Orthopaedic Articles - Articles for Orthopaedic Practice

Orthopaedic articles on current trends, tips & tricks and best evidence from top orthopaedic specialists.

The Top 4 Ways to Prevent Ankle Sprains

Kolten Tea


Ankle sprains are common amongst athletes young and old and is one of the top reasons athletes miss playing time. The most common type of ankle is sprain is an ankle inversion sprain, or where your foot rolls and stretches the ligaments on the outside of the ankle. The best way to recover from an ankle is to prevent it from occurring in the first place as even mild-to-moderate sprains can turn into chronic ankle instability. As high as 61% of soccer player sustained recurrent ankle sprain after a mild ankle and 38% of those resulted in mechanical instability or actual structural damage (1). Let’s look at the top 4 strategies to prevent ankle sprains used in the Physical Therapy clinic.

This is the #1 Mistake Car Accident Victims Make

Lauren Bridges


This is the #1 Mistake Car Accident Victims Make

Are you aware of who to call first following an automobile accident? Read on to learn how to improve your recovery and personal injury claim.

Calcaneus Fractures: To Fix Or Not To Fix - Is That Really The Question?

Mohit Bhandari


Calcaneus Fractures: To Fix Or Not To Fix - Is That Really The Question?

Brad A. Petrisor, MSc, M.D., FRCSC
Associate Professor, Division of Orthopaedic Surgery,
Department of Surgery, McMaster University
Hamilton Health Sciences: General Hospital

Mohit Bhandari, M.D., PhD, FRCSC
Professor, Canada Research Chair in Musculoskeletal Trauma
Academic Chair, Division of Orthopaedic Surgery,
Department of Surgery, McMaster University
Hamilton Health Sciences: General Hospital
Hamilton, ON

To Fix or Not? A PubMed search inquiry using the term "calcaneus fracture" produces 2666 "hits" going back to 1948, including a 1950 article written by Dr. F. Day from Edmonton published in the Canadian Medical Journal1,2. The debate over calcaneal fractures however, started in the late 1800's. Move forward to 2013 and there are now over 600 patients with displaced intra-articular calcaneus fractures who have been randomized in over five trials to non-operative or operative management and six systematic reviews on the subject including a recent Cochrane Collection. In this latter review, the authors state that "there is insufficient high-quality evidence relating to current practice to establish whether surgical or conservative treatment is better for adults with displaced intra-articular calcaneal fracture." The data from systematic reviews on this subject is muddled by the inclusion of trials using different outcome measures and having differing risks of bias3. The largest and most robust trial done by the Canadian Orthopaedic Trauma Society with 424 patients randomized and 309 patients followed for two years, inevitably influences the results of these meta-analyses7. They and others have observed no significant difference in functional outcomes between the operative and non-operative groups with some differences noted in subgroup analysis4,5.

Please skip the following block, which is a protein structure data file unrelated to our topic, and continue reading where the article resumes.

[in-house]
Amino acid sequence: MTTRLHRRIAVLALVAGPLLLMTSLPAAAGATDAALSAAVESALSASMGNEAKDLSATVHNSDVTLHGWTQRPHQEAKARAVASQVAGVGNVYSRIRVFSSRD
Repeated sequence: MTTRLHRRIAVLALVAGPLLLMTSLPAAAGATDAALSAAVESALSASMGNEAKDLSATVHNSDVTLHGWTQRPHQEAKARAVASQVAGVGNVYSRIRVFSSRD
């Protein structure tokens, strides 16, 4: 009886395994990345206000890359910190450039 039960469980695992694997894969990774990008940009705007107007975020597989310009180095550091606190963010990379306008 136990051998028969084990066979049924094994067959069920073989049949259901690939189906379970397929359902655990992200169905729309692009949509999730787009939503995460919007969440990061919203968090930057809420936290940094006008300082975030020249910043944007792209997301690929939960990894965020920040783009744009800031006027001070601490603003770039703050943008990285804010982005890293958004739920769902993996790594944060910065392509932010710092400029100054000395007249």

Calcaneus Fractures: Non-operative Management Pearls

Mark Glazebrook


Calcaneus Fractures: Non-operative Management Pearls

Sam C. Roberts, MBChB, FRCSEd (Tr&Orth)
Fellow, Foot and Ankle Surgery, Orthopaedic Surgery,
Dalhousie University

Chad P Coles, M.D., FRCSC
Associate Professor, Orthopaedic Surgery
Dalhousie University

Mark Glazebrook MSc, PhD, M.D., FRCSC
Associate Professor, Orthopaedic Surgery
Dalhousie University
Halifax, NS

The treatment of calcaneal fractures remains a significant challenge and frequently results in poor outcomes. Calcaneal fractures are not a single entity, and like many fractures, both patient and fracture characteristics may affect the outcome. An understanding of these factors is critical in deciding the best course of treatment for your patient.








Calcaneus Fractures: Long-term Outcomes - What Can Patients Expect?

Timothy R. Daniels


Calcaneus Fractures: Long-term Outcomes - What Can Patients Expect?

Sagar J. Desai, M.D., FRCSC
Clinical Fellow, Foot and Ankle Reconstruction
University of Toronto

Timothy R. Daniels, M.D., FRCSC
Head, Division of Orthopaedic Surgery, St. Michael's Hospital
Associate Professor, University of Toronto
Head, Foot and Ankle Program
Toronto, ON

Historically, displaced intra-articular calcaneal fractures are associated with a prolonged recovery with a variable prognosis. Whether to treat operatively or non-operatively has been discussed; the purpose of this section is to assess long-term outcomes.







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